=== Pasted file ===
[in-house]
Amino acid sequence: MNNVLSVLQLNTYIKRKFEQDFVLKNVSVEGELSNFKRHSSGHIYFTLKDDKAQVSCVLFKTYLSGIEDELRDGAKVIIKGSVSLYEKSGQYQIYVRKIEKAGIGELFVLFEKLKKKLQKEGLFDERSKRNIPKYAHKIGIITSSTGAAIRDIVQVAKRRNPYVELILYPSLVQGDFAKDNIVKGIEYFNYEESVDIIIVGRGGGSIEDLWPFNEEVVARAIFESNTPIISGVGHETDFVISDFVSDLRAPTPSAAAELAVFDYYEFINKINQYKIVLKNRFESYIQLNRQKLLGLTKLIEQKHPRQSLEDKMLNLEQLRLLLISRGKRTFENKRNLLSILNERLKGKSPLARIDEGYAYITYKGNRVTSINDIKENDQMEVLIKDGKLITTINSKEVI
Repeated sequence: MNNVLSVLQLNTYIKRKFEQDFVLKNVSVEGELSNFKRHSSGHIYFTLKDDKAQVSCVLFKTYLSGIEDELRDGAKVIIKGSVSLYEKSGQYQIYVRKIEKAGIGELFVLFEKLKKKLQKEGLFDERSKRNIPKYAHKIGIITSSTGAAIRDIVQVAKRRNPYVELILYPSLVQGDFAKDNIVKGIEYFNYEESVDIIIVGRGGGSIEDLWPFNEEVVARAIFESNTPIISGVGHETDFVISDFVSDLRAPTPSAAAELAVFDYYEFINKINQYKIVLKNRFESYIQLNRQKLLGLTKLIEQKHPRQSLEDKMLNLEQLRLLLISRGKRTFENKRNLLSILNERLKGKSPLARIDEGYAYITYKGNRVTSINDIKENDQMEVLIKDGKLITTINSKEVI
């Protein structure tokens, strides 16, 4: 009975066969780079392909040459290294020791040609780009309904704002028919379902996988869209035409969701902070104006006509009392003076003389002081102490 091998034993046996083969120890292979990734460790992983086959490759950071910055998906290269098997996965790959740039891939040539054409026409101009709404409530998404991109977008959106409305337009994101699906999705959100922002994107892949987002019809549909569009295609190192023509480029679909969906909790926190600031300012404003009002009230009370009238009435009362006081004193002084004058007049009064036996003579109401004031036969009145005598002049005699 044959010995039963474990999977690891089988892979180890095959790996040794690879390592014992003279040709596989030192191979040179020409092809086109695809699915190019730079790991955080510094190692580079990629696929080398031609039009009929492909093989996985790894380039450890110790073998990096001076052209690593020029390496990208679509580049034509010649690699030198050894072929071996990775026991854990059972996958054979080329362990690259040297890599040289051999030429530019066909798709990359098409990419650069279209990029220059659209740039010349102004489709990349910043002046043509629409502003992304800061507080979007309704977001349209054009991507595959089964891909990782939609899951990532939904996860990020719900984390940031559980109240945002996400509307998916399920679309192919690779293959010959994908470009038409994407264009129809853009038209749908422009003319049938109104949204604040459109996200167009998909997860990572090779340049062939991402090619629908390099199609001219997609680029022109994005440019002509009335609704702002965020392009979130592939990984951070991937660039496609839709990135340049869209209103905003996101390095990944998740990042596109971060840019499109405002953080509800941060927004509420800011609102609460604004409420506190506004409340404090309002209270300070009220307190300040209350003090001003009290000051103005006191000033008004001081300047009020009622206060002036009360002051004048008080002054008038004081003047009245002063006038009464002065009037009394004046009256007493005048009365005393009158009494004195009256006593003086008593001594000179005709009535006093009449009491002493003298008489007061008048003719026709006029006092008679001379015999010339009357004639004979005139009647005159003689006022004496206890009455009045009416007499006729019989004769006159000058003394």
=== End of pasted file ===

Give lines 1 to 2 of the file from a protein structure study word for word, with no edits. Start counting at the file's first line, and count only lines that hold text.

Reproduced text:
[in-house]
Amino acid sequence: MNNVLSVLQLNTYIKRKFEQDFVLKNVSVEGELSNFKRHSSGHIYFTLKDDKAQVSCVLFKTYLSGIEDELRDGAKVIIKGSVSLYEKSGQYQIYVRKIEKAGIGELFVLFEKLKKKLQKEGLFDERSKRNIPKYAHKIGIITSSTGAAIRDIVQVAKRRNPYVELILYPSLVQGDFAKDNIVKGIEYFNYEESVDIIIVGRGGGSIEDLWPFNEEVVARAIFESNTPIISGVGHETDFVISDFVSDLRAPTPSAAAELAVFDYYEFINKINQYKIVLKNRFESYIQLNRQKLLGLTKLIEQKHPRQSLEDKMLNLEQLRLLLISRGKRTFENKRNLLSILNERLKGKSPLARIDEGYAYITYKGNRVTSINDIKENDQMEVLIKDGKLITTINSKEVI